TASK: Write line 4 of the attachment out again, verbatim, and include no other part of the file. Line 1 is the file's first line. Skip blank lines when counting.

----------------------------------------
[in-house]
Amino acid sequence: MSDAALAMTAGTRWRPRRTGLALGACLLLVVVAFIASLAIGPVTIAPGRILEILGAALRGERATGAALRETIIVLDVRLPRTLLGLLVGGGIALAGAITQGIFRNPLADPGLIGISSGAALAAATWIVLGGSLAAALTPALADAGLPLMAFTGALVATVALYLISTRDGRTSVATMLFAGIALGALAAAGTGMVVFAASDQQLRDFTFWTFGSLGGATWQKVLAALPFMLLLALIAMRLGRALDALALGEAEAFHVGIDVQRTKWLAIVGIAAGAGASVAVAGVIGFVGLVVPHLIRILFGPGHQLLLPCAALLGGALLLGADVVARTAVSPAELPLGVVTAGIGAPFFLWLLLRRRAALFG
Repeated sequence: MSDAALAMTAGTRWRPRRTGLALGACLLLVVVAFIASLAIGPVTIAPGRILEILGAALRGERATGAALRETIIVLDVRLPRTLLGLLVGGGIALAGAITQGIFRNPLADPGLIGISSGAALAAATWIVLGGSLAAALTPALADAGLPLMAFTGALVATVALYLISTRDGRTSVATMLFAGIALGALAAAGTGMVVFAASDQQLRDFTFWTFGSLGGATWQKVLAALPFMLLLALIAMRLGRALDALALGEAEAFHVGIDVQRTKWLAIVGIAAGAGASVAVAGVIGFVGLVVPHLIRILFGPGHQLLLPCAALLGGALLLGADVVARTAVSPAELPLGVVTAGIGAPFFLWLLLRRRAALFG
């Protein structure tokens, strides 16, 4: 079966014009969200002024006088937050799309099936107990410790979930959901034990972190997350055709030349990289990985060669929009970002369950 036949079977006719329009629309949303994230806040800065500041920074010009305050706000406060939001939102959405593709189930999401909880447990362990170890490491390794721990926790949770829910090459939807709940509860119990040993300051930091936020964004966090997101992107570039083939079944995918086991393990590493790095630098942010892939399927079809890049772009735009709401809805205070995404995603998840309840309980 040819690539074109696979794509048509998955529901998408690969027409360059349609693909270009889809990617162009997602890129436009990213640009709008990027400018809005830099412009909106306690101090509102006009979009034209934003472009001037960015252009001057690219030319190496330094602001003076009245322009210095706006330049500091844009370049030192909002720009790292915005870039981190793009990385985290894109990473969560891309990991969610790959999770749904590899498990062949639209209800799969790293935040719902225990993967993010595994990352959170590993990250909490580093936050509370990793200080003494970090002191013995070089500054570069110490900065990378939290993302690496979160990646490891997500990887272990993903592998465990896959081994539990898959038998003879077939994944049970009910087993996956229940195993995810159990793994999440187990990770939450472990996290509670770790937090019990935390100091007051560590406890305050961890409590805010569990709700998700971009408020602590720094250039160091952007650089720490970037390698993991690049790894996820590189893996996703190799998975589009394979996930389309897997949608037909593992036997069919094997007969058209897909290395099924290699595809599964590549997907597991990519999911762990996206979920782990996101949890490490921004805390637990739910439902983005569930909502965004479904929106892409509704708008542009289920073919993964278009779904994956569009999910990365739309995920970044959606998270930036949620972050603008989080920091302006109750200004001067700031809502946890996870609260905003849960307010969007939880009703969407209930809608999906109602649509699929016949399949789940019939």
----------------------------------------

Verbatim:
């Protein structure tokens, strides 16, 4: 079966014009969200002024006088937050799309099936107990410790979930959901034990972190997350055709030349990289990985060669929009970002369950 036949079977006719329009629309949303994230806040800065500041920074010009305050706000406060939001939102959405593709189930999401909880447990362990170890490491390794721990926790949770829910090459939807709940509860119990040993300051930091936020964004966090997101992107570039083939079944995918086991393990590493790095630098942010892939399927079809890049772009735009709401809805205070995404995603998840309840309980 040819690539074109696979794509048509998955529901998408690969027409360059349609693909270009889809990617162009997602890129436009990213640009709008990027400018809005830099412009909106306690101090509102006009979009034209934003472009001037960015252009001057690219030319190496330094602001003076009245322009210095706006330049500091844009370049030192909002720009790292915005870039981190793009990385985290894109990473969560891309990991969610790959999770749904590899498990062949639209209800799969790293935040719902225990993967993010595994990352959170590993990250909490580093936050509370990793200080003494970090002191013995070089500054570069110490900065990378939290993302690496979160990646490891997500990887272990993903592998465990896959081994539990898959038998003879077939994944049970009910087993996956229940195993995810159990793994999440187990990770939450472990996290509670770790937090019990935390100091007051560590406890305050961890409590805010569990709700998700971009408020602590720094250039160091952007650089720490970037390698993991690049790894996820590189893996996703190799998975589009394979996930389309897997949608037909593992036997069919094997007969058209897909290395099924290699595809599964590549997907597991990519999911762990996206979920782990996101949890490490921004805390637990739910439902983005569930909502965004479904929106892409509704708008542009289920073919993964278009779904994956569009999910990365739309995920970044959606998270930036949620972050603008989080920091302006109750200004001067700031809502946890996870609260905003849960307010969007939880009703969407209930809608999906109602649509699929016949399949789940019939």